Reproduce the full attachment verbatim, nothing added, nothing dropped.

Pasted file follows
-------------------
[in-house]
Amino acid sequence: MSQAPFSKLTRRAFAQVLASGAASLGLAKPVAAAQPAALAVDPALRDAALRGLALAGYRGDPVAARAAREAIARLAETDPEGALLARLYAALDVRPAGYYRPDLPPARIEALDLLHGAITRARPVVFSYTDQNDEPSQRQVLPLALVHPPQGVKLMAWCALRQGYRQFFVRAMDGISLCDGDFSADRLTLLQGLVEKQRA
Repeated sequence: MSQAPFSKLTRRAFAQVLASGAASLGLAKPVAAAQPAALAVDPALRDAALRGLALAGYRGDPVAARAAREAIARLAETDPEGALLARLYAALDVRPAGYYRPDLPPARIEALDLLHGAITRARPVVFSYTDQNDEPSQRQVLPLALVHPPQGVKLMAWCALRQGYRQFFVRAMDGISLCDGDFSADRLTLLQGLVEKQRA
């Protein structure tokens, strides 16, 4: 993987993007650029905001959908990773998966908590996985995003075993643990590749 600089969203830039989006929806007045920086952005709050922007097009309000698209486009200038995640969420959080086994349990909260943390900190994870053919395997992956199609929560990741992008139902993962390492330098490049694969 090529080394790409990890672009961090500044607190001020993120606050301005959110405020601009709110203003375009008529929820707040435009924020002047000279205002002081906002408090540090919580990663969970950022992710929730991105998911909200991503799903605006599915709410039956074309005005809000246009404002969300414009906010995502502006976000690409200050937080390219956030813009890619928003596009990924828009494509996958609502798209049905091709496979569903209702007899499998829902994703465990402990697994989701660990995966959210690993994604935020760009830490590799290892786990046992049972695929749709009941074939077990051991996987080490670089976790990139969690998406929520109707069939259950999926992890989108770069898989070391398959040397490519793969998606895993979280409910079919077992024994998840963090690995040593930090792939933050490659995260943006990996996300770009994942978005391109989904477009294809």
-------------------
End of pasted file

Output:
[in-house]
Amino acid sequence: MSQAPFSKLTRRAFAQVLASGAASLGLAKPVAAAQPAALAVDPALRDAALRGLALAGYRGDPVAARAAREAIARLAETDPEGALLARLYAALDVRPAGYYRPDLPPARIEALDLLHGAITRARPVVFSYTDQNDEPSQRQVLPLALVHPPQGVKLMAWCALRQGYRQFFVRAMDGISLCDGDFSADRLTLLQGLVEKQRA
Repeated sequence: MSQAPFSKLTRRAFAQVLASGAASLGLAKPVAAAQPAALAVDPALRDAALRGLALAGYRGDPVAARAAREAIARLAETDPEGALLARLYAALDVRPAGYYRPDLPPARIEALDLLHGAITRARPVVFSYTDQNDEPSQRQVLPLALVHPPQGVKLMAWCALRQGYRQFFVRAMDGISLCDGDFSADRLTLLQGLVEKQRA
């Protein structure tokens, strides 16, 4: 993987993007650029905001959908990773998966908590996985995003075993643990590749 600089969203830039989006929806007045920086952005709050922007097009309000698209486009200038995640969420959080086994349990909260943390900190994870053919395997992956199609929560990741992008139902993962390492330098490049694969 090529080394790409990890672009961090500044607190001020993120606050301005959110405020601009709110203003375009008529929820707040435009924020002047000279205002002081906002408090540090919580990663969970950022992710929730991105998911909200991503799903605006599915709410039956074309005005809000246009404002969300414009906010995502502006976000690409200050937080390219956030813009890619928003596009990924828009494509996958609502798209049905091709496979569903209702007899499998829902994703465990402990697994989701660990995966959210690993994604935020760009830490590799290892786990046992049972695929749709009941074939077990051991996987080490670089976790990139969690998406929520109707069939259950999926992890989108770069898989070391398959040397490519793969998606895993979280409910079919077992024994998840963090690995040593930090792939933050490659995260943006990996996300770009994942978005391109989904477009294809």